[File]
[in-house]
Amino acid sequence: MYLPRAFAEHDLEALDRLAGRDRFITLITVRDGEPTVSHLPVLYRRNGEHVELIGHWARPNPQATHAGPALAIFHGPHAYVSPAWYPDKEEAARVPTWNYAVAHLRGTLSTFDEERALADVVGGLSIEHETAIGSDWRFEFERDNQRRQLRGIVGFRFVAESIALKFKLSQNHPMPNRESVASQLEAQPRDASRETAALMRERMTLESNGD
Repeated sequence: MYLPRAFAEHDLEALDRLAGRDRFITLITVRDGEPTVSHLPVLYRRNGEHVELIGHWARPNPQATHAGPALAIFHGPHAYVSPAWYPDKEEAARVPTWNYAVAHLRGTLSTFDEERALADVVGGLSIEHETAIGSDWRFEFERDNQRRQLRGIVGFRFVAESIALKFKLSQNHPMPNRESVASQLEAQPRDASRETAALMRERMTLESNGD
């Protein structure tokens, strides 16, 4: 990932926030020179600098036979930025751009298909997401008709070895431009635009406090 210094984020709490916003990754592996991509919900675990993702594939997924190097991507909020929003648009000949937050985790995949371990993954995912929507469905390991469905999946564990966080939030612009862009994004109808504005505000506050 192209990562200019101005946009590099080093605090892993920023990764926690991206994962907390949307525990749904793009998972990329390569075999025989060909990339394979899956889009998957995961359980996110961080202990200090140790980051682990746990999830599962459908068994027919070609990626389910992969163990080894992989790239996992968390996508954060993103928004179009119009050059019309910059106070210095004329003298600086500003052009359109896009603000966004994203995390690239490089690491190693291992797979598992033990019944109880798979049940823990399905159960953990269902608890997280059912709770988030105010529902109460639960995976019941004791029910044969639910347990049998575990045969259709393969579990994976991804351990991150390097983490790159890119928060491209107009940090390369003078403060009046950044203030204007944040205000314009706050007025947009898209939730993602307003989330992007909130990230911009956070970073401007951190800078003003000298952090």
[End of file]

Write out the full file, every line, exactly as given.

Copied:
[in-house]
Amino acid sequence: MYLPRAFAEHDLEALDRLAGRDRFITLITVRDGEPTVSHLPVLYRRNGEHVELIGHWARPNPQATHAGPALAIFHGPHAYVSPAWYPDKEEAARVPTWNYAVAHLRGTLSTFDEERALADVVGGLSIEHETAIGSDWRFEFERDNQRRQLRGIVGFRFVAESIALKFKLSQNHPMPNRESVASQLEAQPRDASRETAALMRERMTLESNGD
Repeated sequence: MYLPRAFAEHDLEALDRLAGRDRFITLITVRDGEPTVSHLPVLYRRNGEHVELIGHWARPNPQATHAGPALAIFHGPHAYVSPAWYPDKEEAARVPTWNYAVAHLRGTLSTFDEERALADVVGGLSIEHETAIGSDWRFEFERDNQRRQLRGIVGFRFVAESIALKFKLSQNHPMPNRESVASQLEAQPRDASRETAALMRERMTLESNGD
């Protein structure tokens, strides 16, 4: 990932926030020179600098036979930025751009298909997401008709070895431009635009406090 210094984020709490916003990754592996991509919900675990993702594939997924190097991507909020929003648009000949937050985790995949371990993954995912929507469905390991469905999946564990966080939030612009862009994004109808504005505000506050 192209990562200019101005946009590099080093605090892993920023990764926690991206994962907390949307525990749904793009998972990329390569075999025989060909990339394979899956889009998957995961359980996110961080202990200090140790980051682990746990999830599962459908068994027919070609990626389910992969163990080894992989790239996992968390996508954060993103928004179009119009050059019309910059106070210095004329003298600086500003052009359109896009603000966004994203995390690239490089690491190693291992797979598992033990019944109880798979049940823990399905159960953990269902608890997280059912709770988030105010529902109460639960995976019941004791029910044969639910347990049998575990045969259709393969579990994976991804351990991150390097983490790159890119928060491209107009940090390369003078403060009046950044203030204007944040205000314009706050007025947009898209939730993602307003989330992007909130990230911009956070970073401007951190800078003003000298952090």